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"I learned a lot from the last heat sink" seems to be one of my favorite sayings these days.  However, it is true and I did learn a lot from the sink.  I ended up running Water Cooler 1 for more than a month and was pleased with how well it regulated the CPU's heat in any temperature my room happened to be.  The water temperature never got more than about 8°F over room temp even on the hottest days.  Usually it remained about 2 to 3°F over ambient.  The 300A hummed along happily at 527 MHz (117 MHz is the highest my RAM will push to).  Whether or not the 300A can be pushed higher is still up for debate, but from a processor that I thought would never see 504, I have no complaints.

Of course, 527 wasn't enough.  I wanted a processor with a higher multiplier that I could hopefully push a little farther.  I had been thinking about going with a PPGA packaged Celeron, but I still had some ideas for a water cooler for a slot one type to try out and I still hadn't come up with a way to clamp a thick heat sink to the PPGA socket.  I ended getting a OEM 366 slot one.

The idea behind Water Cooler 2 was to run dual 40 mm TECs on a cooler that could be assembled without the massive amount of labor that the copper base with aluminum pins took.  This time I would try machining a copper sink on my drill press.  A drill press is not really designed to take the lateral forces that are applied in machining and they tend to be a little sloppy with side to side movement.  I spent some time working on the drill press's bearing and rack housings to shim them up a bit and remove the slop.  I was pretty successful.

The water runs through seven passages.

The sink was designed to maximize the amount of surface area the water would contact in the shortest period of time.  The copper base is 3/8" thick by 5" by 2".  The top plate is 1/8" aluminum with a fiber gasket between the two.  The inlets are standard plumbing parts.

The base before the ends of the fins were rounded 
off to help lessen resistance to the water's flow.

I was somewhat surprised at how "hard" copper is, compared to aluminum.  I could only remove a few hundredths of an inch of material with each pass.   This meant that the channels took quite a while to machine down to their 1/4" depth.

The bottom of the base.  Half way through lapping.

With the passages cut and the holes drilled, I set about getting the bottom of the base flat enough to make good contact with the peltiers.  With the drill press not accurate enough to machine the surface to the tolerance I was after, it was back to the lapping table.  If you think it takes time to lap the Celeron's slug flat, try lapping something 10 times it's size.  You can see that no matter how tight I taped down the sandpaper, and how carefully I lapped, a certain amount of rounding occurs on the corners.  Fortunately, this is in an area that will not contact anything.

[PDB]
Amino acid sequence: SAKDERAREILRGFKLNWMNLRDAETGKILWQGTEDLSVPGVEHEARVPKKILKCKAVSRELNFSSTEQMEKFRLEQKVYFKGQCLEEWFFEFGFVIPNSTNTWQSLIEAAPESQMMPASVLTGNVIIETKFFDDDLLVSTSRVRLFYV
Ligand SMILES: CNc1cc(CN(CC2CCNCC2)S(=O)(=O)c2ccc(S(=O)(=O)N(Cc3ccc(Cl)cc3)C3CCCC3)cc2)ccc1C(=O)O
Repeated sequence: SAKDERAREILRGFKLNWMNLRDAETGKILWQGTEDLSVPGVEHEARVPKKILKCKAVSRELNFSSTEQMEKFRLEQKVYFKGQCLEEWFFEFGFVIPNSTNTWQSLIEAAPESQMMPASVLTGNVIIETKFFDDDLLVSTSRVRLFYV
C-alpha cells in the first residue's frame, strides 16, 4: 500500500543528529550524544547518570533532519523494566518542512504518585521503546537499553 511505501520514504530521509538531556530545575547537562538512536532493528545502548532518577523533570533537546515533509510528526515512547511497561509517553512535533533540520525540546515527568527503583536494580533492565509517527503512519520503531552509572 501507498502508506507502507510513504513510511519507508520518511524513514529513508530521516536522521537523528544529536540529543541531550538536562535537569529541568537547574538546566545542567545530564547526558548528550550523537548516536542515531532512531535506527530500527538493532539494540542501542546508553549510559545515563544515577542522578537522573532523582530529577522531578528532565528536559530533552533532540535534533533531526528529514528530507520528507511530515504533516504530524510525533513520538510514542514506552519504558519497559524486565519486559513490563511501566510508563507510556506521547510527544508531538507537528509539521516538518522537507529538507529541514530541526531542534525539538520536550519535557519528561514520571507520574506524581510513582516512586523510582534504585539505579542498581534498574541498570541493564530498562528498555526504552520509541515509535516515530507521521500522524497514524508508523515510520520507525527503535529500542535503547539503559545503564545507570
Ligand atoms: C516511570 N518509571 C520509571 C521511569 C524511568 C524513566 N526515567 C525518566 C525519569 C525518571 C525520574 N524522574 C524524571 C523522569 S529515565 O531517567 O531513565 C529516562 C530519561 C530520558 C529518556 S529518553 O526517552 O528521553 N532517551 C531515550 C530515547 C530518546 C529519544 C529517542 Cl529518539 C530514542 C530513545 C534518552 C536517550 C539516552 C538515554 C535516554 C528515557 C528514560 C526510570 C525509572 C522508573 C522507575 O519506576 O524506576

Top plate and base.
There wasn't much to do to put together the top plate.  Drill some holes, tap some threads and lap the plate flat.  I assembled the two pieces together with some automotive gasket material and gasket adhesive.  After the pieces were assembled and the adhesive had dried, I pressurized the sink and let it sit over night.  There was no loss of pressure, so it looked like it would hold water.
The assembled sink, without inlets, is only about a 
1/2" in height.

With the basic heat sink assembled, it was time to start on the cold plate and the insulation.  So far, the time involved in building this prototype was a little less than half the time I had spent on getting Water Cooler 1 to this point.  A definite improvement.

The foam is cut to accept 2 peltiers and the cold plate.

The first piece of insulation was to go between the sink and the cold plate to hold the to 40 mm TECs.  Starting with some 5/8" foam insulation from the local home center, I machined up the insert.  Boy, I wish metal machined as easily as the foam!

A test fit of the TECs.

On Water Cooler 1, I found out how important it was to get a good fit for the insulation.  The closer the fit, the less air that can make contact with the cold surfaces.  This is a great help in reducing the amount of condensation that the sink produces.

The sink, TECs, insulation, and cold plate are assembled.

With a small amount of good quality thermal paste between the parts, the sink and peltiers were assembled. The insulation was added, then more thermal compound and then the cold plate.  Of course, there was a good amount of time spent lapping both sides of the cold plate before it was ready to assemble.  The four holes in the center of the cold plate were not drilled all of the way through so the studs would not hit the peltiers.  The six holes on the edges of the plate were drilled and countersunk so that the nylon 4-40 screws would sit flush.  Nylon screws were used to try to limit heat transfer between the sink and the cold plate.

More insulation, the Celeron, and the tests. ==>